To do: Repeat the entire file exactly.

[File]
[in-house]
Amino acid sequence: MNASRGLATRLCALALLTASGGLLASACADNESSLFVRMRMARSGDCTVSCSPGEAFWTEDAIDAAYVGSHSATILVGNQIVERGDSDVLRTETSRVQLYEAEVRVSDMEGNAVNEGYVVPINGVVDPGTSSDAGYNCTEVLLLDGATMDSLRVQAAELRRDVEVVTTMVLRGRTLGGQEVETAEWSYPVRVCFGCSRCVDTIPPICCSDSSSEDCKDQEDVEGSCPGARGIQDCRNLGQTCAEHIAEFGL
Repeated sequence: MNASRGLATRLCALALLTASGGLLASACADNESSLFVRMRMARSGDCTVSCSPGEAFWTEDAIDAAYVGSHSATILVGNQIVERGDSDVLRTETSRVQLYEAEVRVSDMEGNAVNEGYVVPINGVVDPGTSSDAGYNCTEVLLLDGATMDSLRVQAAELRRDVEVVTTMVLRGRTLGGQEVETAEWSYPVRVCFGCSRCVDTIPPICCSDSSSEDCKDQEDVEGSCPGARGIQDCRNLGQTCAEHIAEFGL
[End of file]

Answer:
[in-house]
Amino acid sequence: MNASRGLATRLCALALLTASGGLLASACADNESSLFVRMRMARSGDCTVSCSPGEAFWTEDAIDAAYVGSHSATILVGNQIVERGDSDVLRTETSRVQLYEAEVRVSDMEGNAVNEGYVVPINGVVDPGTSSDAGYNCTEVLLLDGATMDSLRVQAAELRRDVEVVTTMVLRGRTLGGQEVETAEWSYPVRVCFGCSRCVDTIPPICCSDSSSEDCKDQEDVEGSCPGARGIQDCRNLGQTCAEHIAEFGL
Repeated sequence: MNASRGLATRLCALALLTASGGLLASACADNESSLFVRMRMARSGDCTVSCSPGEAFWTEDAIDAAYVGSHSATILVGNQIVERGDSDVLRTETSRVQLYEAEVRVSDMEGNAVNEGYVVPINGVVDPGTSSDAGYNCTEVLLLDGATMDSLRVQAAELRRDVEVVTTMVLRGRTLGGQEVETAEWSYPVRVCFGCSRCVDTIPPICCSDSSSEDCKDQEDVEGSCPGARGIQDCRNLGQTCAEHIAEFGL